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Comparative advantage and unemployment

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Author Info

  • Bils, Mark
  • Chang, Yongsung
  • Kim, Sun-Bin

Abstract

Worker heterogeneity in productivity and labor supply is introduced into a matching model. Workers who earn high wages and work high-hours are identified as those with strong market comparative advantage—high rents from being employed. The model is calibrated to match separation, job finding, and employment in the SIPP data. The model predicts a big drop in employment for workers with weak comparative advantage during recessions. But the data show that workers with strong comparative advantage also display sizable employment fluctuations, implying that aggregate employment fluctuations are not explained by the responses of workers with small rents to employment.

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Bibliographic Info

Article provided by Elsevier in its journal Journal of Monetary Economics.

Volume (Year): 59 (2012)
Issue (Month): 2 ()
Pages: 150-165

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Handle: RePEc:eee:moneco:v:59:y:2012:i:2:p:150-165

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Web page: http://www.elsevier.com/locate/inca/505566

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Citations

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Cited by:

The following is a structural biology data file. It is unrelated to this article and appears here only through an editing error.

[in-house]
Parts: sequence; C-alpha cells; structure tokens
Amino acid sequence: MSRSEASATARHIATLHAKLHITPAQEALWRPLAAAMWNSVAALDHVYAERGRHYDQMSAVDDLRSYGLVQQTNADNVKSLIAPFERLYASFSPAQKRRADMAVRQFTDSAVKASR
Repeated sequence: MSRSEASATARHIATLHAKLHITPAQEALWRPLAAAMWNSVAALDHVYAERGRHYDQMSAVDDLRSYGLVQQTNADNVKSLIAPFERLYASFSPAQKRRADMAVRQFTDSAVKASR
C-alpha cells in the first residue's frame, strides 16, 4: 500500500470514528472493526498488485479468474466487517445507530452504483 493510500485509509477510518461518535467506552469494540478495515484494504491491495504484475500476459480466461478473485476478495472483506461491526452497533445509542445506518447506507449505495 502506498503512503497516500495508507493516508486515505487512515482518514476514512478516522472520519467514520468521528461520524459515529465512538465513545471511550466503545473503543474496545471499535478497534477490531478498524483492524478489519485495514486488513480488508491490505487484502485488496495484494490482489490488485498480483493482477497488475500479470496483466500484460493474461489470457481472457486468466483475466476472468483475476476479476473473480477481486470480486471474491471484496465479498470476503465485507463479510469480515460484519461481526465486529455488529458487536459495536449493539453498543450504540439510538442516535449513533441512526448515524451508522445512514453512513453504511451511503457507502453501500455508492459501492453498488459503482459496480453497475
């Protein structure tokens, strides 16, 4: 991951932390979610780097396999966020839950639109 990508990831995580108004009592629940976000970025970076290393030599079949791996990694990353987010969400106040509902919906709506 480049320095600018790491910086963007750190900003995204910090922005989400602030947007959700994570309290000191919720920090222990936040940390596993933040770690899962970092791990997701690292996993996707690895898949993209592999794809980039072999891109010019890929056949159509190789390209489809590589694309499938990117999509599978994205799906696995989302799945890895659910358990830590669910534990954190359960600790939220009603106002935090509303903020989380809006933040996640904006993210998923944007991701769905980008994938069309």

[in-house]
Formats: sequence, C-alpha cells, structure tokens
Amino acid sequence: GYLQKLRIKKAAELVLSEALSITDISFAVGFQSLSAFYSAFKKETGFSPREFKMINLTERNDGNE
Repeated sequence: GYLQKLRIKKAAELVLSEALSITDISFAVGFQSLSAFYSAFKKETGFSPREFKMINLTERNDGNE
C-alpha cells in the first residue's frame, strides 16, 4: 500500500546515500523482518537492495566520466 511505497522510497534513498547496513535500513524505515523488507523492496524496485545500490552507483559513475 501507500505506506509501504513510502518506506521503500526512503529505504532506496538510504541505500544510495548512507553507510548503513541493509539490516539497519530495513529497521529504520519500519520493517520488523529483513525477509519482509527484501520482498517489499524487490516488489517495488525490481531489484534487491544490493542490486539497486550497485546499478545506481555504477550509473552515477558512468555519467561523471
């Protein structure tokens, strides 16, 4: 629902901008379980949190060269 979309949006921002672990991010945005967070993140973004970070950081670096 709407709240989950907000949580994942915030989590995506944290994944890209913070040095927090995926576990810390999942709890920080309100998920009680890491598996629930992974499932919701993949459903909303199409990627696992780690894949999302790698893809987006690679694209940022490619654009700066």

1. Andres Erosa & Luisa Fuster & Gueorgui Kambourov, 2011. "Towards a Micro-Founded Theory of Aggregate Labor Supply," Working Papers tecipa-443, University of Toronto, Department of Economics.
  2. Gabriel Chodorow-Reich & Loukas Karabarbounis, 2014. "The Cyclicality of the Opportunity Cost of Employment," Working Paper 126541, Harvard University OpenScholar.
  3. Chassamboulli, Andri, 2013. "Labor-market volatility in a matching model with worker heterogeneity and endogenous separations," Labour Economics, Elsevier, vol. 24(C), pages 217-229.
  4. Michael Elsby & Bart Hobjin & Aysegül Sahin, 2010. "The labor market in the Great Recession," Working Paper Series 2010-07, Federal Reserve Bank of San Francisco.
  5. Raj Chetty & Adam Guren & Day Manoli & Andrea Weber, 2012. "Does Indivisible Labor Explain the Difference between Micro and Macro Elasticities? A Meta-Analysis of Extensive Margin Elasticities," NBER Chapters, in: NBER Macroeconomics Annual 2012, Volume 27, pages 1-56 National Bureau of Economic Research, Inc.
  6. Mueller, Andreas I., 2012. "Separations, Sorting and Cyclical Unemployment," IZA Discussion Papers 6849, Institute for the Study of Labor (IZA).
  7. Makoto Nakajima, 2012. "Business Cycles In The Equilibrium Model Of Labor Market Search And Self‐Insurance," International Economic Review, Department of Economics, University of Pennsylvania and Osaka University Institute of Social and Economic Research Association, vol. 53(2), pages 399-432, 05.
  8. Michael Dotsey & Wenli Li & Fang Yang, 2010. "Consumption and time use over the life cycle," Working Papers 10-37, Federal Reserve Bank of Philadelphia.
  9. Wenli Li & Fang Yang & Michael Dotsey, 2010. "Consumption and Home Production over the Life Cycle," 2010 Meeting Papers 423, Society for Economic Dynamics.
  10. José Mustre-del-Río, 2011. "The aggregate implications of individual labor supply heterogeneity," Research Working Paper RWP 11-09, Federal Reserve Bank of Kansas City.

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